Flight of the Hummers



Hummingbird sits on a salvia.  Copyright Ann Carranza, September 2009.

No, I’m not speaking of the vehicles.

This evening I watched three hummingbirds flit and chase each other around and around a flower bed.  Their frantic high-pitched cheeps let me know they were serious and this wasn’t a game.  They kept at this “hummer-war” for a good thirty minutes before I finally walked away.  Their energy is amazing.  One of them even swooped by my head as I was taking photos.

It’s all about attitude

Barn owl from the Bird Rescue Center of Sonoma County

I went to the Windsor (California) Arts and Crafts Fair today, with my photographs and photographic products (luggage/backpack tags), but got rained out a little after noon.  However, serendipity still finds me; while I was quite disappointed to have to “close shop,” I was still given the gift of a photographic opportunity.  The Bird Rescue Center of Sonoma County was at the Windsor Farmers’ Market with a display of their work, as well as two gorgeous raptors—a great-horned owl and a barn owl.

Several of my best photographs are of barn and screech owls; and I was thankful to be able to take a number of shots of new owl subjects and adding a great-horned owl to my photographic portfolio.  They are magnificent creatures, in beautiful condition, lively and alert.  The barn owl kept trying to slip his jesses and fly into the nearby trees.

While my window of opportunity was short because of my vendor responsibilities, I was fortunate enough to take some great portraits of these two venerable birds.

Now, a plug for the Bird Rescue Center of Sonoma County (707-523-2473):  Alida Morzenti, Former Director of the U.C. Davis Raptor Center, and a “well-known and sought after expert in the field of Raptor biology” is giving a free five-part series of lectures on the “Natural History of Raptors.”  While the first presentation was last Friday, the next four lectures are going to be given on Fridays, Sept. 18, 25, Oct. 2 and 9, at 7 p.m., Church of the Roses, 2500 Patio Court, Santa Rosa.

(A big thank you to Marit, for spelling me at my booth, while leaving hers to family members, so I could take photos—you are a blessing in my life.)

 

Great-horned owl, Bird Rescue Center of Sonoma County; Copyright Ann Carranza, Sept. 2009

It ain’t over ’til it’s over.

Even though the garden is showing the ravages of a time-worn summer, we have been given the great gift of plants newly coming into harvest.  We planted in March, reaped much of our harvest in early July (an abundance of corn, a few green beans, squash, tomatoes, chiles, and a couple of bell peppers). The bean plants died back after giving a handful of wizened beans, and we lost the squash plants then, too.  The onions didn’t do at all well.  The second planting of onions doesn’t like me any better than the first, and I am left feeling like crying over underdeveloped onions, leeks, and scallions.   I have yet to discover my problem with them. I am consoled by my first experience with garlic, however.  I had beautiful garlic—I wish I had planted a quadruple quantity of it.  I’ll be planting in late October, or early November, and try the onions, again, too.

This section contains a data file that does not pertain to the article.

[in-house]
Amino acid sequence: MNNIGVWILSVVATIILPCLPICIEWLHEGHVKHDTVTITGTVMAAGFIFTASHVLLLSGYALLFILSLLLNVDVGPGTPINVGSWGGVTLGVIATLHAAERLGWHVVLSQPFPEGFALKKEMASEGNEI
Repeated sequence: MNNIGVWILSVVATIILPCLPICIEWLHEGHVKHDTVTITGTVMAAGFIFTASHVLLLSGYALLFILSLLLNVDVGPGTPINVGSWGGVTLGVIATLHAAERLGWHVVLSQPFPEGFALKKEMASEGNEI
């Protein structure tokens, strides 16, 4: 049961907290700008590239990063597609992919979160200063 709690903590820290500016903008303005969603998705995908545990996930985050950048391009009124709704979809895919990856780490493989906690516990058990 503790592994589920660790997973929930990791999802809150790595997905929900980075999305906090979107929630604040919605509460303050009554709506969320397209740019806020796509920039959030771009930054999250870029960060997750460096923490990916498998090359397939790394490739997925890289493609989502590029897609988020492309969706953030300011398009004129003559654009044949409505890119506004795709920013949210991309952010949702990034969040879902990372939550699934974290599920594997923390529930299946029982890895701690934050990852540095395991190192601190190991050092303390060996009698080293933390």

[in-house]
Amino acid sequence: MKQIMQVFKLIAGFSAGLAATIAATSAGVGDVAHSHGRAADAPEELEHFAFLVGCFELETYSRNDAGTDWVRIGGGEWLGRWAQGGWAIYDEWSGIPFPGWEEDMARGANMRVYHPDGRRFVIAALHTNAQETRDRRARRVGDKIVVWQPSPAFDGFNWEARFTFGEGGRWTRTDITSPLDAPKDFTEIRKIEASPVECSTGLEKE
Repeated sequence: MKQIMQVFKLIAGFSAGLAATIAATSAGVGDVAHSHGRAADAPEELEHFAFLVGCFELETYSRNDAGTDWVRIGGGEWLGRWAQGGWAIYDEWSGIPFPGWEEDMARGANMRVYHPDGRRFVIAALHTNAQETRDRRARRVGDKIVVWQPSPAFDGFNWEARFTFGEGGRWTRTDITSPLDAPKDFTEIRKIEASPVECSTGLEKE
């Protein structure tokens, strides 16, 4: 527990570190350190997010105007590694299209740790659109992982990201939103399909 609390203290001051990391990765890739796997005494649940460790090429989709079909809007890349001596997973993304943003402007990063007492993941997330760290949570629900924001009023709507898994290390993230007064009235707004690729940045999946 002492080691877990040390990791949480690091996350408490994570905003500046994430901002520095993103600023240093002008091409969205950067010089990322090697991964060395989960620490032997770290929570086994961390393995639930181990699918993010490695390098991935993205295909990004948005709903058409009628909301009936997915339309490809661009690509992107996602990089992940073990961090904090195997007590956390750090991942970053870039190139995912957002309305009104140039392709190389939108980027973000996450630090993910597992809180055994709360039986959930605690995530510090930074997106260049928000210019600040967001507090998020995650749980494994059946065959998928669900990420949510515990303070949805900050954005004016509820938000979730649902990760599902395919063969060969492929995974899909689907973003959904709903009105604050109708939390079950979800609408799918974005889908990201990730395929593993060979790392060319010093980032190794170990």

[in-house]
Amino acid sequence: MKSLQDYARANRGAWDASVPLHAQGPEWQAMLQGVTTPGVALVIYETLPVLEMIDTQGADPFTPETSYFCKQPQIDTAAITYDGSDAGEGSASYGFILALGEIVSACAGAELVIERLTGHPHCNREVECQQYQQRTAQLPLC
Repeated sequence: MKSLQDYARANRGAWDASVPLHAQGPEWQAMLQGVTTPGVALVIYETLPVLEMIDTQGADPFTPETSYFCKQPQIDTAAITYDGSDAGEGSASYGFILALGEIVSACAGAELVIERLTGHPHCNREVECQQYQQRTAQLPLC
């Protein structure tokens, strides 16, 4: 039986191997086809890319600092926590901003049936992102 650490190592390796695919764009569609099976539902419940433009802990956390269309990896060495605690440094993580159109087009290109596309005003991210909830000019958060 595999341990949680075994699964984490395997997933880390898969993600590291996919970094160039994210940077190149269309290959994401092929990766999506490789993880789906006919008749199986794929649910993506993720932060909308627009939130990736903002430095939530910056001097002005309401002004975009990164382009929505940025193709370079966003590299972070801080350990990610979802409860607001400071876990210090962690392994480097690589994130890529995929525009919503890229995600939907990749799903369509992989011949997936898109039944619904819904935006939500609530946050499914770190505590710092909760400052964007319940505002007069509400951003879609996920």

My, my ever-so-hardworking hubby replanted corn after first harvest, and our corn is standing tall and gorgeous, even though we didn’t get complete germination of the planted seeds. Tucked in among the corn, the new beans are beautiful—riotously so.  We have a rainbow of bean colors and ate the first of them tonight.  Two shades of green, creamy yellow, and deep purple “green” beans were lovingly washed, cut into bite-sized pieces, sautéed with onions, chiles, and two kinds of summer squash.  I turned them into a skillet frittata with some delicious organic, humanely-raised chicken eggs.  Yum.  Double yum.  Dinner’s all done.

The cucumbers had to be replanted but we are getting generous numbers of Armenian cukes, now, a few tiny watermelons, and several kinds of squash.  The carrots are dallying, the strawberry bed is filling out (we had several pints this summer, but will have more as the bed fills in).  We anticipate the day when our avocado trees will start producing, perhaps in another two years.  We get to harvest our first asparagus next spring!  Blessed, blessed anticipation of harvest, even while enjoying the waning of this one.

The tomatoes are still giving abundantly, though the poor plants look their seasonal age (about 95-years-old, after a lifetime of sunburns)—cherry, black plum, and Roma tomatoes vie for my attention. We’ll probably get plenty of them through October, unless an early frost cuts them down.  I still have the opportunity to can the tomatoes I have promised myself to preserve since July. The chiles have been sparse and not picante at all.  And, all of a sudden, both the bell pepper plants and the chiles pasillas plants have uncountable numbers of small fruits.  I want someone to explain their late arrival to me.

Tonight, we invited the neighbors over for a harvest visit, to share the bounty of figs, tomatoes, and peaches.  It is such a delight to share what we produce on our little city lot.